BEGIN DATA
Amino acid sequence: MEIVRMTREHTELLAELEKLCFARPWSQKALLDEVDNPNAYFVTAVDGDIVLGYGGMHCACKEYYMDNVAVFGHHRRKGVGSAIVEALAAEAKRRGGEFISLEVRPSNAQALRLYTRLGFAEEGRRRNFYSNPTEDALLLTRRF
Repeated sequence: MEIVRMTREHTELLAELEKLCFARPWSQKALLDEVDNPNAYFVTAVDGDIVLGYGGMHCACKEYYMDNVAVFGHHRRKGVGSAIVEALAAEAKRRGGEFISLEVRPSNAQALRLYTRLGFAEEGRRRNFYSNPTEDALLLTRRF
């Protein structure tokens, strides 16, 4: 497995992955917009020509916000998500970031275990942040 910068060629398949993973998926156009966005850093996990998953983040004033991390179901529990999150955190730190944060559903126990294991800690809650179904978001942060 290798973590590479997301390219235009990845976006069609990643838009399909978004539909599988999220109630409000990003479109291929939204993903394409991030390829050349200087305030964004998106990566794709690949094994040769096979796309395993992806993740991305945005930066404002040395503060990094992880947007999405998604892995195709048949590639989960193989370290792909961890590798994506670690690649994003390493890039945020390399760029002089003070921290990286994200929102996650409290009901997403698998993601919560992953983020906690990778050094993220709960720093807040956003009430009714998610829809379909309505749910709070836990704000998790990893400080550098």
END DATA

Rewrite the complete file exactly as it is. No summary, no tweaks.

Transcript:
Amino acid sequence: MEIVRMTREHTELLAELEKLCFARPWSQKALLDEVDNPNAYFVTAVDGDIVLGYGGMHCACKEYYMDNVAVFGHHRRKGVGSAIVEALAAEAKRRGGEFISLEVRPSNAQALRLYTRLGFAEEGRRRNFYSNPTEDALLLTRRF
Repeated sequence: MEIVRMTREHTELLAELEKLCFARPWSQKALLDEVDNPNAYFVTAVDGDIVLGYGGMHCACKEYYMDNVAVFGHHRRKGVGSAIVEALAAEAKRRGGEFISLEVRPSNAQALRLYTRLGFAEEGRRRNFYSNPTEDALLLTRRF
């Protein structure tokens, strides 16, 4: 497995992955917009020509916000998500970031275990942040 910068060629398949993973998926156009966005850093996990998953983040004033991390179901529990999150955190730190944060559903126990294991800690809650179904978001942060 290798973590590479997301390219235009990845976006069609990643838009399909978004539909599988999220109630409000990003479109291929939204993903394409991030390829050349200087305030964004998106990566794709690949094994040769096979796309395993992806993740991305945005930066404002040395503060990094992880947007999405998604892995195709048949590639989960193989370290792909961890590798994506670690690649994003390493890039945020390399760029002089003070921290990286994200929102996650409290009901997403698998993601919560992953983020906690990778050094993220709960720093807040956003009430009714998610829809379909309505749910709070836990704000998790990893400080550098």